Katie Reports on Recent Lambing Workshops
Thank you to everyone who attended our Lambing Refresher Workshops throughout January and February. It was great to meet so many people from such diverse backgrounds, with such a range of experiences. There were some brilliant discussions and experiences shared throughout the courses, which even the vets learnt from!
There were a few main take home points from the workshops:
Vaccination – Make sure your ewes receive their annual booster against Clostridial diseases and Pasturella 4-6 weeks pre-lambing. This allows enough time for the production of antibodies which the lambs will receive in their colostrum.
Body Condition Scoring – This was a major point stressed throughout the workshops. Your ewes should be in condition score 3 at lambing time. Any thinner or fatter hugely increases the likelihood of them having metabolic or birthing problems around lambing.
Appropriate feeding – Ewes should be fed according to body condition, litter size and forage quality. Make sure they are fed concentrates to provide them with enough energy in the lead up to lambing.
Twin Lamb Disease and Hypocalcaemia are common metabolic diseases around lambing, which require quick and effective treatment. Therefore, it would be useful to have these essential treatments in your medicine cabinet.
Abortion – If any of your ewes abort it is important to mark and isolate that ewe and collect up any aborted materials, as these can be the source of infection to other ewes, and bring them into us as soon as possible to investigate the cause of the abortion. It is also really important to note that most of the agents that cause abortion in sheep are zoonotic, which means they can also cause abortion in humans. Therefore any pregnant women should not be anywhere near the ewes around lambing time.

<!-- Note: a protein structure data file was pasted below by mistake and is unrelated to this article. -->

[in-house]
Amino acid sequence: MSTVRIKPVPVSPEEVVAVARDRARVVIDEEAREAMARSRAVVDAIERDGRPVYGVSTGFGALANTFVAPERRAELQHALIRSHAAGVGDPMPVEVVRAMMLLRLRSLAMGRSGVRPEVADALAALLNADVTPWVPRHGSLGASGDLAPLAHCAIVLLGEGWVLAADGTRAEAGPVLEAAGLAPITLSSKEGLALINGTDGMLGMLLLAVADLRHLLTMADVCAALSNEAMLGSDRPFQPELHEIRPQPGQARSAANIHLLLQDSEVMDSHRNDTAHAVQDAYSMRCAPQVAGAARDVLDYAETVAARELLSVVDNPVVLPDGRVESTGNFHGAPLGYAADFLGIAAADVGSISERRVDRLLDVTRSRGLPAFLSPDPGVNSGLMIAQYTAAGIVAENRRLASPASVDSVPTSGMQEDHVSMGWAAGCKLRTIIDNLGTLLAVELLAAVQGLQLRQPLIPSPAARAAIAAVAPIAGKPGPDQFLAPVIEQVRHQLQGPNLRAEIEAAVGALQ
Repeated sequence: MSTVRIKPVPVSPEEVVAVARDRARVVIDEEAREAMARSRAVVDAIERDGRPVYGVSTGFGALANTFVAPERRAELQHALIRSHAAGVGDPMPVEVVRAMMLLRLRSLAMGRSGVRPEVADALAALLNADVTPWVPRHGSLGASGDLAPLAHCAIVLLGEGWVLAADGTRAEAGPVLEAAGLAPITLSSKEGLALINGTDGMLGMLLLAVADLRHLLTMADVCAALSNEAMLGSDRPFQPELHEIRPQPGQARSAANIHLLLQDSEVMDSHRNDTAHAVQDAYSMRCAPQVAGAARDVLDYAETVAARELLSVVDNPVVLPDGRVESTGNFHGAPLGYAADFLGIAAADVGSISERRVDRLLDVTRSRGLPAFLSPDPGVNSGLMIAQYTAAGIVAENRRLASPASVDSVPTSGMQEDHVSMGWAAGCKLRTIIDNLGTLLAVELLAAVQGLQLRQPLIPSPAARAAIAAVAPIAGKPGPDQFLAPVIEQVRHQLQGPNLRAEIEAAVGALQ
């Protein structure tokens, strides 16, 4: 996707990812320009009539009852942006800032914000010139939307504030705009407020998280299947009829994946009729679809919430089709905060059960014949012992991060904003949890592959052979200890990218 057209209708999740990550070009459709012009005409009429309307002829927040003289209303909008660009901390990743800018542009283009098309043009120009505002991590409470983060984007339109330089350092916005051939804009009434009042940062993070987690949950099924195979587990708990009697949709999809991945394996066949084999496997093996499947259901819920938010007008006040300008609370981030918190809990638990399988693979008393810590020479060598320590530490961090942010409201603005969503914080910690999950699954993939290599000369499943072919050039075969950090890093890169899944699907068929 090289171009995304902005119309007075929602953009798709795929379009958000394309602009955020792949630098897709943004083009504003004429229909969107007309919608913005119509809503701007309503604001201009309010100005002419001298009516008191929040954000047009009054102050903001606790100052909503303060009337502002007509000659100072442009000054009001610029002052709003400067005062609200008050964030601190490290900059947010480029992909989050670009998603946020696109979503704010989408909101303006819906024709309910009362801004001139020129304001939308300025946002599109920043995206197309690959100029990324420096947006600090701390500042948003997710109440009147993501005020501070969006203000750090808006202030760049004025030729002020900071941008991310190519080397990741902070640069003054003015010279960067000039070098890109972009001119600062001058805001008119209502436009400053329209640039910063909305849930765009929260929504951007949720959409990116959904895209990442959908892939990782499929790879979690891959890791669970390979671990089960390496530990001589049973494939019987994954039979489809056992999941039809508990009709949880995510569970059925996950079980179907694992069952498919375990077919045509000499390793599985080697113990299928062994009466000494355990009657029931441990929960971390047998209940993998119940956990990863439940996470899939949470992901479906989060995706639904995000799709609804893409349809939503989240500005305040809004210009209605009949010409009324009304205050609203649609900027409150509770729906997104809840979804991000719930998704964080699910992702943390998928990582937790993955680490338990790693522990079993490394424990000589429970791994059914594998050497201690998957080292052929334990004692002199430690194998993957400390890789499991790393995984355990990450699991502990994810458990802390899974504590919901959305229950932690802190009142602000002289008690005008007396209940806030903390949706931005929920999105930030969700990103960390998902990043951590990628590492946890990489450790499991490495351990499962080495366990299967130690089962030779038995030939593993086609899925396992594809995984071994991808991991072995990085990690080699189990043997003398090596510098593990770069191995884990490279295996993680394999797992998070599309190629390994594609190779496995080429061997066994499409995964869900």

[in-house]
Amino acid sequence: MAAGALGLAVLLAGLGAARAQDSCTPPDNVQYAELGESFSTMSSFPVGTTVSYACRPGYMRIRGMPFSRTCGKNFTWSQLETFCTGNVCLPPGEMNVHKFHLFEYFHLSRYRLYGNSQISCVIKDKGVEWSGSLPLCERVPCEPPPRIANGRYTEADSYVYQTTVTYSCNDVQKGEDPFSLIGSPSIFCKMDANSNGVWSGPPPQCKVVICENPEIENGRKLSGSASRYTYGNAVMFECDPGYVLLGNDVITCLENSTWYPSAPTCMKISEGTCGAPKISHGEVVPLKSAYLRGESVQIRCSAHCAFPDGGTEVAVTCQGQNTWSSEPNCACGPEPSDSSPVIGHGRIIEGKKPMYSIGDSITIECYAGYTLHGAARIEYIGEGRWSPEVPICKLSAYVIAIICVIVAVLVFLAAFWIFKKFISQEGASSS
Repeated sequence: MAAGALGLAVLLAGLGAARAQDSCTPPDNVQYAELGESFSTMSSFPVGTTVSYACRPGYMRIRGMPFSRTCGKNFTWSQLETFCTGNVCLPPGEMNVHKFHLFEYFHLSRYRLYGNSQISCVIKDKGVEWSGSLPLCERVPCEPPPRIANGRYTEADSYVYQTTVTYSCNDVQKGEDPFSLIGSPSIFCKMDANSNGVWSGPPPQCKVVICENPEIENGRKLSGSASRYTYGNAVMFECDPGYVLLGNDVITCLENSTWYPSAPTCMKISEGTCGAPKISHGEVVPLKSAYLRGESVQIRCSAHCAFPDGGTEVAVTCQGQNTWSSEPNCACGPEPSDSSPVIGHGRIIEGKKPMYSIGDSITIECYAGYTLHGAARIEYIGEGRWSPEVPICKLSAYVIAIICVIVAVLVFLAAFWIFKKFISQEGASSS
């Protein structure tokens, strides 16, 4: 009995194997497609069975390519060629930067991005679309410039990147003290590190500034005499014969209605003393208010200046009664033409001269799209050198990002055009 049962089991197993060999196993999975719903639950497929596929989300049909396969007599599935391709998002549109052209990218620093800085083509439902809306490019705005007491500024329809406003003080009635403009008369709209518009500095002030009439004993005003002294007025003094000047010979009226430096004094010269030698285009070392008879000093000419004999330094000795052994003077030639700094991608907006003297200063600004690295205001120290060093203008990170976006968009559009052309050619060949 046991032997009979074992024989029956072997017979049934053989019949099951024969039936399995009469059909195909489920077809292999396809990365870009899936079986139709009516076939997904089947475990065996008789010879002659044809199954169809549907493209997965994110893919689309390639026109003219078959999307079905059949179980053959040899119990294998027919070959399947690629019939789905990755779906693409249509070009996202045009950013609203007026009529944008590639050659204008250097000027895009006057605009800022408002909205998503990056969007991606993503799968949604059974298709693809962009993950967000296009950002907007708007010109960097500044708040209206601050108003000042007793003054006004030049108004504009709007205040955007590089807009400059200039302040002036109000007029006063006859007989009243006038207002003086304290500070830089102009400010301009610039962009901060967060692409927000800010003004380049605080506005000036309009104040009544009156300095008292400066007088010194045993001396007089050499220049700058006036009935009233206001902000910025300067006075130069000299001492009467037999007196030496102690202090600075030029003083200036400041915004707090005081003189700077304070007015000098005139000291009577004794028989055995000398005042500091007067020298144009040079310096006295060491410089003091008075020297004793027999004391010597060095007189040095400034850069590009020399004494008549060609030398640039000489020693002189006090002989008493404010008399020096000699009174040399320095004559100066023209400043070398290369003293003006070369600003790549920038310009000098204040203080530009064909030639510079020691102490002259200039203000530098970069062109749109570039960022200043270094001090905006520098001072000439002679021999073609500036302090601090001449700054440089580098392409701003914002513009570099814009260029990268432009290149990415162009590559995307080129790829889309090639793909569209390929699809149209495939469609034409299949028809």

Stages of Labour
First stage: Seeks isolation, nesting and restless, stop eating, lick lips and star gaze, stretching, uterine contraction, mucus appears at vulva – lasts 3-6 hours.
Second stage: Continued contractions, lamb appear in vagina, abdominal straining, water bag bursts, lamb is born - Should last 30 minutes. However, if no progress is being made within 45 minutes, investigation should be carried out by inserting a clean, well lubricated hand to see what’s going on inside.
Third stage: Continued contractions, passing of placenta, bonding of ewe and lamb. (The placenta should be passed within 3 hours in ewes).
Remember the key is: Maximum supervision with minimal interference
Finally, good luck to everyone who is lambing in the upcoming weeks and please don’t hesitate to contact the practice for any advice or assistance.